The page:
Communication, which leads to mutually clear understandings, is mandatory throughout the entire professional architectural process. It is the one thing, without which, there can be no success; conversely, with adequate communication any number of obstacles can be successfully surmounted.
When it comes to pricing, remember that the Owner always tends to want to understate the scope of the work in order to reduce the price; the Contractor always tends to want to overstate the price to make more money. It is our job to bring these two different dysfunctional tendencies under control for the good of the project. We do this through effective communication. Our tools include accurate documentation, good filing, accurate and timely correspondence, unwavering availability, a commitment to accountability on the part of all parties, clear diplomatic speech, the truth, and common sense.
When DD Docs have been reviewed and approved by Quality Control, the Director of Production, by me and then by the Client; when the preliminary pricing Contractors have been selected and approved by me and by the Client; only then are the drawings issued to the Contractors for preliminary pricing.
A Transmittal is prepared which defines the date, the project name, the number of sets of documents, and a Contractor’s deadline to turn in the preliminary estimate cost of the defined scope of the work. The reasons for the deadline are numerous and include the following:
1) We need to plan for the preliminary pricing meeting with the Client.
2) We need to help the Client to maintain a sense of the project moving right along and confidence that we are prosecuting the work diligently.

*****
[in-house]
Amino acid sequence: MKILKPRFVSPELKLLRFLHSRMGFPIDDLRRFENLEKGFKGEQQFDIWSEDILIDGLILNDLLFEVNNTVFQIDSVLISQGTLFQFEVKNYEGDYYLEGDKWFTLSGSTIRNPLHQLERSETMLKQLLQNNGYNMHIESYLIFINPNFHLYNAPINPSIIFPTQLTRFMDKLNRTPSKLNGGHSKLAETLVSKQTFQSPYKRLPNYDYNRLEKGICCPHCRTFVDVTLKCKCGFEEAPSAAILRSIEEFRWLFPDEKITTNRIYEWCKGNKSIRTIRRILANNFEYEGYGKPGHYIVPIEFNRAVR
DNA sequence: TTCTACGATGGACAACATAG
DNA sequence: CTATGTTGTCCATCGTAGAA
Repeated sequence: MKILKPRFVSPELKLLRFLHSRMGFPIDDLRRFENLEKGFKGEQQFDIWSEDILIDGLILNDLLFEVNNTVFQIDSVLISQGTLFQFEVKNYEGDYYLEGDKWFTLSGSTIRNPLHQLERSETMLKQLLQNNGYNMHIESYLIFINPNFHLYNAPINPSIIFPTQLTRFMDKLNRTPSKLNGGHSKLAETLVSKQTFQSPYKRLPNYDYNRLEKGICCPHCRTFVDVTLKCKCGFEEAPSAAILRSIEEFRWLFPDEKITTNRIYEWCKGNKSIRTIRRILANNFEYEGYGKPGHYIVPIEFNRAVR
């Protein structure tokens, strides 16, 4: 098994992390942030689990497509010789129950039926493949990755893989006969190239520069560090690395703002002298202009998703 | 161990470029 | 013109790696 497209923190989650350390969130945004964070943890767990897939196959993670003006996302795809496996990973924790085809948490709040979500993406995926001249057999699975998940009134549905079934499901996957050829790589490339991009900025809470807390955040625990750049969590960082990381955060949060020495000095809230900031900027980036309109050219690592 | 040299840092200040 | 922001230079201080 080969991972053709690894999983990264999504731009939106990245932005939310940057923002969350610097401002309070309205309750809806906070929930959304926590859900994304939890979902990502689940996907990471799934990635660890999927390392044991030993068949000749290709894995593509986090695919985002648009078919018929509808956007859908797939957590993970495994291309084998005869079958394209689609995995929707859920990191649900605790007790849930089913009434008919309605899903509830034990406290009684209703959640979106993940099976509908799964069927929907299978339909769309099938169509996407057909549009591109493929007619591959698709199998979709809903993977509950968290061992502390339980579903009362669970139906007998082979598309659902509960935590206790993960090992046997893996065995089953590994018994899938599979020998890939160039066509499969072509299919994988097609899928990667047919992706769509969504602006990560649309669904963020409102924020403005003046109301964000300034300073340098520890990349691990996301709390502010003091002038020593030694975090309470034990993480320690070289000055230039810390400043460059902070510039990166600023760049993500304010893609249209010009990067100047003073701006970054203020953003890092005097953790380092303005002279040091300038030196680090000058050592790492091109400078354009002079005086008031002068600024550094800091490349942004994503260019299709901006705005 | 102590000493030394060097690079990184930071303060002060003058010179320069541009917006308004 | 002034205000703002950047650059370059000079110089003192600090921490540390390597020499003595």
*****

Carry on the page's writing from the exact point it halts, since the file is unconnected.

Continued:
3) The Clients need to have some idea of when this critical cost information will be available to them.
4) And finally the Contractor needs to have a deadline to give him a sense of urgency.
It is critical that Contractors price the project exactly as drawn. Suggestions or recommendations can be covered in a separate document, but the base estimates must be “apples to apples” or else they are worthless.
Issues may arise during the preliminary pricing phase that require consultation or clarification; market forces that are beyond the control of the Contractor may intervene; minor exploratory demolition can reveal unanticipated problems; any of these can cause the deadline to slip. This is OK; it is a perfect example of the kind of problem that can be easily solved with good communication. It is truly better to clarify these uncertainties earlier rather than later. While Owners may become extremely upset to discover problems that may cause the preliminary estimate of the cost of the work to soar and in some cases these discoveries may even demonstrate that the project as a whole is economically unfeasible, nonetheless this is the sole reason for preliminary pricing and all of the effort that goes into it.